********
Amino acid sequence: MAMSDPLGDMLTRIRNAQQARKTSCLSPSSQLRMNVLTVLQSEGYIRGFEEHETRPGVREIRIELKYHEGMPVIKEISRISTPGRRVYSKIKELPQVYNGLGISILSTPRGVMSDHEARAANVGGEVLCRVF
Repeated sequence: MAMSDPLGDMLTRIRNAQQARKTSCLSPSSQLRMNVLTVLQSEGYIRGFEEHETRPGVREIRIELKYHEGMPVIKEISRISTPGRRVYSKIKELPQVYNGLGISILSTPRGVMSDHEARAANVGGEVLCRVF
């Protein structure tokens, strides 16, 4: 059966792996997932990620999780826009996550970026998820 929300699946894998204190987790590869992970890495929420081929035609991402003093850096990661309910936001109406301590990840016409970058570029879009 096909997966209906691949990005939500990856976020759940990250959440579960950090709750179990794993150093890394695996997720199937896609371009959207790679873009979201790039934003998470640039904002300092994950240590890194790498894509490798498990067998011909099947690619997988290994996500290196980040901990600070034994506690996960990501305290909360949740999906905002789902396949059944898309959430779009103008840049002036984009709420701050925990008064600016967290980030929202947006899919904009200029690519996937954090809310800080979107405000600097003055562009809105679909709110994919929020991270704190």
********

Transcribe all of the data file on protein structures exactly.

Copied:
Amino acid sequence: MAMSDPLGDMLTRIRNAQQARKTSCLSPSSQLRMNVLTVLQSEGYIRGFEEHETRPGVREIRIELKYHEGMPVIKEISRISTPGRRVYSKIKELPQVYNGLGISILSTPRGVMSDHEARAANVGGEVLCRVF
Repeated sequence: MAMSDPLGDMLTRIRNAQQARKTSCLSPSSQLRMNVLTVLQSEGYIRGFEEHETRPGVREIRIELKYHEGMPVIKEISRISTPGRRVYSKIKELPQVYNGLGISILSTPRGVMSDHEARAANVGGEVLCRVF
């Protein structure tokens, strides 16, 4: 059966792996997932990620999780826009996550970026998820 929300699946894998204190987790590869992970890495929420081929035609991402003093850096990661309910936001109406301590990840016409970058570029879009 096909997966209906691949990005939500990856976020759940990250959440579960950090709750179990794993150093890394695996997720199937896609371009959207790679873009979201790039934003998470640039904002300092994950240590890194790498894509490798498990067998011909099947690619997988290994996500290196980040901990600070034994506690996960990501305290909360949740999906905002789902396949059944898309959430779009103008840049002036984009709420701050925990008064600016967290980030929202947006899919904009200029690519996937954090809310800080979107405000600097003055562009809105679909709110994919929020991270704190």